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Country: Great BritainCategory: Professional

The All England Lawn Tennis Club – Wimbledon, UK

The hydraulically operated structure uses a folding fabric concertina measuring 65 x 75 metres, while white steel trusses support a translucent fabric skin. The roof allows tennis matches to continue even during inclement weather; air ventilators ensure that the court remains at a comfortable temperature when the roof is closed. When there are no matches taking place, the roof can be opened and the grass – one of Wimbledon’s trademark features – is given a chance to recover.

The story of the All England Lawn Tennis Club began in 1868 when it was home to a different, typically British lawn sport: croquet. It was only in 1877 that tennis, and with it the tennis tournament, was added to the club’s activities. Apart from a few small exceptions, the rules that were established back then still apply today. Wimbledon Championships are famous for memorable games and oft-cited records. For example, Björn Borg of Sweden won the Men’s Singles in 1980 for the fifth consecutive year; in 1985, Boris Becker became the youngest and first German player to win the title; in 1990, Czech-born Martina Navratilova set a new record with nine Singles titles.

It’s not just records, however, that make the club special: tradition plays a bigger role at Wimbledon than at any other tennis club in the world. In addition to the meticulously trimmed grass courts and match-free Sundays, players at the most famous tennis tournament in the world must adhere to a very strict dress code – this is the only place where they still have to wear at least 90 percent white. And the audience still indulges in fresh, Wimbledon strawberries – 27,000 are eaten with cream and a glass of champagne each year.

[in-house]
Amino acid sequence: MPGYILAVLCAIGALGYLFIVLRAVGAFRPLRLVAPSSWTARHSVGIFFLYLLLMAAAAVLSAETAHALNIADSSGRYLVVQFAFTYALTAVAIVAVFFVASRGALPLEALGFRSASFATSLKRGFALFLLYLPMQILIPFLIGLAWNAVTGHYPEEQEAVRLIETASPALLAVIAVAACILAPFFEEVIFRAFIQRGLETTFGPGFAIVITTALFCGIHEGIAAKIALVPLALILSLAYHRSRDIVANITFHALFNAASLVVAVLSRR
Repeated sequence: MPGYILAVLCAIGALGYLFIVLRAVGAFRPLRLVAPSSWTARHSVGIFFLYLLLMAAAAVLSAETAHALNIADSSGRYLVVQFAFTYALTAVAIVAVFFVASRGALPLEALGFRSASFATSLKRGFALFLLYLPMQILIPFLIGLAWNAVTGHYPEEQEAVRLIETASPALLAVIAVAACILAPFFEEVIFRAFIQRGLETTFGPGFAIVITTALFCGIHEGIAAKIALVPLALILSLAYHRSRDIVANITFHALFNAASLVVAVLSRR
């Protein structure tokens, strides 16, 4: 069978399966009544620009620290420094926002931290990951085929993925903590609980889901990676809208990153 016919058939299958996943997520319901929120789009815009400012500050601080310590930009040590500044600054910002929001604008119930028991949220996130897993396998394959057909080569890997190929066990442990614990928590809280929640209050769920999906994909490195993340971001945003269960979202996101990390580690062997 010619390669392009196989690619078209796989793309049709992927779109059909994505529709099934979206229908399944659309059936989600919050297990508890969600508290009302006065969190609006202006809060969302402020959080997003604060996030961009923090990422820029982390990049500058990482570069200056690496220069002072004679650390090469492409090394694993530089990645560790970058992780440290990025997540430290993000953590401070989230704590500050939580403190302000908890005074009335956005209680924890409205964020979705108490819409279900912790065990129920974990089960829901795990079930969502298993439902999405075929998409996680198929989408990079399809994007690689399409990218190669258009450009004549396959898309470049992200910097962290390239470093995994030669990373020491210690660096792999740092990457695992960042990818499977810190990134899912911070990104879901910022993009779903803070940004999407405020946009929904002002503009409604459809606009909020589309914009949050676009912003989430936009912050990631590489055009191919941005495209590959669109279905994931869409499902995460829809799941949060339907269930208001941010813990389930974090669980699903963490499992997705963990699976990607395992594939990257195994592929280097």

The special charm of this and other traditions can be traced right up to the start of The Championships in the new Wimbledon Lawn Tennis Museum. Such a love of tradition must be nurtured, and in the All England Lawn Tennis Club in Wimbledon, this takes place in the in-house laundry, where Miele Professional washing machines and tumble dryers ensure that players’ kits and the club’s tablecloths remain a dazzling shade of white.
 
The All England Lawn Tennis Club
Architects (conversion): Populous
Completed: 2009
Miele product category: Professional